The Warthog

   The warthog (Phacochoerus africanus) a genus of Suidae, closely resembles the true hogs in most of their characters, and particularly in their feet, but remarkably differing from them in their dentition: The number of teeth is much reduced; the canines become the large tusks, and in the adult the last molar only is found in each jaw, which grows to an enormous size as in the elephant. The head is very large, and the muzzle very broad; the cheeks are furnished with large wart-like excrescences, so that the appearance is altogether very remarkable and uncouth. The species are all natives of Africa. They feed very much on the roots of plants, which they dig up by means of their enor­mous tusks.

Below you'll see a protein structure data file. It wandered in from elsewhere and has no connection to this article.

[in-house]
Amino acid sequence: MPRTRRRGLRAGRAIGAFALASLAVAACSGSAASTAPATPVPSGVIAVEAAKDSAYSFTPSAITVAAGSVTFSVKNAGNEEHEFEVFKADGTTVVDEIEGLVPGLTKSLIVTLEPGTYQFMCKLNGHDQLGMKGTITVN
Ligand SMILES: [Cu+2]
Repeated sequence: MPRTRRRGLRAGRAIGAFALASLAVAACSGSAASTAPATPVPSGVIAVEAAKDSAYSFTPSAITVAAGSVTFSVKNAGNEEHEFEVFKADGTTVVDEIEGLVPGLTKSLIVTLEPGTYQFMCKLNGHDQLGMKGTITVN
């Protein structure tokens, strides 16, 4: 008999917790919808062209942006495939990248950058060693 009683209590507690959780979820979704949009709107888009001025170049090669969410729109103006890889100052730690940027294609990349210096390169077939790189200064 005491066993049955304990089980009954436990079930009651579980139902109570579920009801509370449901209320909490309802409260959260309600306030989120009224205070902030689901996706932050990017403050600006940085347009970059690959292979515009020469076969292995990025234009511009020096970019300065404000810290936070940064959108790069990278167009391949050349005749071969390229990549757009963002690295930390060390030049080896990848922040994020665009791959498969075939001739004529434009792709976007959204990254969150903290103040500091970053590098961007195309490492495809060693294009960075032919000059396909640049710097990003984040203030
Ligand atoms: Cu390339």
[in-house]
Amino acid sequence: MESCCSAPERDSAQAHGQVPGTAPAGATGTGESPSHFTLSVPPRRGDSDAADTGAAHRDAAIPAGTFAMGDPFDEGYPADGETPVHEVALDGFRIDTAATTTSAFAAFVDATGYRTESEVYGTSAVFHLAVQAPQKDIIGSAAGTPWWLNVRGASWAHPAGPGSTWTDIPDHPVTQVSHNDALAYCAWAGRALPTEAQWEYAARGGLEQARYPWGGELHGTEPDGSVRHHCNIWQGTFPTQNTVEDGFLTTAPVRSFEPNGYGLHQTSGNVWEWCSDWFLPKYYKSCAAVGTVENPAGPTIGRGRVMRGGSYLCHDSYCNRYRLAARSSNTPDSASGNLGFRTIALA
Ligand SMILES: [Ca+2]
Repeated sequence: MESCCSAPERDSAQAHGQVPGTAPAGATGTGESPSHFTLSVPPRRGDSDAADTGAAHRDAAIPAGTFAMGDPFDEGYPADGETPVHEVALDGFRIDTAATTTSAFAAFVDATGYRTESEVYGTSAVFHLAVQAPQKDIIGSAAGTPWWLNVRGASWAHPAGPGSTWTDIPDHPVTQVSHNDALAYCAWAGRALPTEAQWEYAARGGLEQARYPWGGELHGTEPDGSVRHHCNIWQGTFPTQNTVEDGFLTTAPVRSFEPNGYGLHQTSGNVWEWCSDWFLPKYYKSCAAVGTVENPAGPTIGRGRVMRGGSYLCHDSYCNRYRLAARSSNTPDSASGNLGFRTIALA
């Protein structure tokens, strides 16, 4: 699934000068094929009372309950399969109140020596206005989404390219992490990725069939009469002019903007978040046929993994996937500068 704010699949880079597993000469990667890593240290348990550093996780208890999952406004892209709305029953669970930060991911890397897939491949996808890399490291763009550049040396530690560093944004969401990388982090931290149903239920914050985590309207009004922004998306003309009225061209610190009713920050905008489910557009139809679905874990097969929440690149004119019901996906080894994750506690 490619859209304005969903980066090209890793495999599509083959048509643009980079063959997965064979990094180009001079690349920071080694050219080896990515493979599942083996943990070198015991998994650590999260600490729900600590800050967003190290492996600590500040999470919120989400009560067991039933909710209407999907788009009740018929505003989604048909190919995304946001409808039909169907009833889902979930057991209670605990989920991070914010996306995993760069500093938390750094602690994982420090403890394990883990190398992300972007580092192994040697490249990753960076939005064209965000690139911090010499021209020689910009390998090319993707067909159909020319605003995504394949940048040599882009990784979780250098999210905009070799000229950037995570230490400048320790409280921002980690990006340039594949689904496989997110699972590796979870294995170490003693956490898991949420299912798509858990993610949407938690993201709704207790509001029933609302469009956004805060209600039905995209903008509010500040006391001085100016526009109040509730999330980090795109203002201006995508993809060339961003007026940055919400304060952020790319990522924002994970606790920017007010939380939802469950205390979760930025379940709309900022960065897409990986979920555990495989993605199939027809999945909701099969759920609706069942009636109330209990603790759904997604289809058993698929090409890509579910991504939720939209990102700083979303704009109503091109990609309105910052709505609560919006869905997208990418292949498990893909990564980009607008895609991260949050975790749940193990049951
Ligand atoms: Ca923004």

The African warthog, or haruja (P. aeliani), a native of Abyssinia and of the central regions of Africa, from the coast of Guinea to that of Mozambique, is nearly four feet long, with a naked slender tail of one foot, is scantily covered with long bristles of a light-brown color, and has a mane sometimes 10 inches long, extending from between the ears along the neck and back. Another species is found in the S. of Africa (P. aethiopicus), the valke vark of the Dutch colonists at the Cape of Good Hope. The incisors of the latter fall out at an early age, those of the former are persistent. A closely allied genus is Potamochoerus, of which there are several species, as the bosch vark of Cape Colony (P. africanus), which is nearly black, with whitish cheeks having a central black spot, and the painted pig of West Africa (P. penicillatus), which is reddish, with black face, forehead, and ears; another and less known species is P. edwardsi from Madagascar. The species of Potamochoerus frequent swampy grounds, and sometimes receive the name of water hog. They have longer ears than the true warthogs, tapering and ending in a pencil of hairs; the face is elongated, and has a protuberance on each side. The flesh of all the wart hogs and water hogs is in high esteem. They are hunted by dogs, which are often killed in the encounter with them. They are much addicted to fighting among themselves. This genus differs from Sus in that there are only four young in a litter, and that one molar tooth in each jaw has disappeared.